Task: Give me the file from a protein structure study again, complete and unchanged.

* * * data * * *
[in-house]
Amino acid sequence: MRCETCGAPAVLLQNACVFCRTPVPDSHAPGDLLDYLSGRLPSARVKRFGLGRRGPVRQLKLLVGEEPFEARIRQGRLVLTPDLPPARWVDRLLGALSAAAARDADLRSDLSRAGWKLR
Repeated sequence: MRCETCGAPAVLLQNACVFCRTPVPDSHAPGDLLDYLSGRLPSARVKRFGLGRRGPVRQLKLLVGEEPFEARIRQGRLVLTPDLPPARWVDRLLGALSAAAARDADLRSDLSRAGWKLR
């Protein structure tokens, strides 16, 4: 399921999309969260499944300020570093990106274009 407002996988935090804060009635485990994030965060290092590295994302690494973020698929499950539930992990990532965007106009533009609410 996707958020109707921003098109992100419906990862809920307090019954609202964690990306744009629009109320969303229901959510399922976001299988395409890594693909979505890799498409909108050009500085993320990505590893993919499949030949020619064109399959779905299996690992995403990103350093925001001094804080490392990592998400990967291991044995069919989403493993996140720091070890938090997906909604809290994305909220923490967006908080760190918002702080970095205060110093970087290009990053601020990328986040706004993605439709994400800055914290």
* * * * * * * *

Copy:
[in-house]
Amino acid sequence: MRCETCGAPAVLLQNACVFCRTPVPDSHAPGDLLDYLSGRLPSARVKRFGLGRRGPVRQLKLLVGEEPFEARIRQGRLVLTPDLPPARWVDRLLGALSAAAARDADLRSDLSRAGWKLR
Repeated sequence: MRCETCGAPAVLLQNACVFCRTPVPDSHAPGDLLDYLSGRLPSARVKRFGLGRRGPVRQLKLLVGEEPFEARIRQGRLVLTPDLPPARWVDRLLGALSAAAARDADLRSDLSRAGWKLR
């Protein structure tokens, strides 16, 4: 399921999309969260499944300020570093990106274009 407002996988935090804060009635485990994030965060290092590295994302690494973020698929499950539930992990990532965007106009533009609410 996707958020109707921003098109992100419906990862809920307090019954609202964690990306744009629009109320969303229901959510399922976001299988395409890594693909979505890799498409909108050009500085993320990505590893993919499949030949020619064109399959779905299996690992995403990103350093925001001094804080490392990592998400990967291991044995069919989403493993996140720091070890938090997906909604809290994305909220923490967006908080760190918002702080970095205060110093970087290009990053601020990328986040706004993605439709994400800055914290």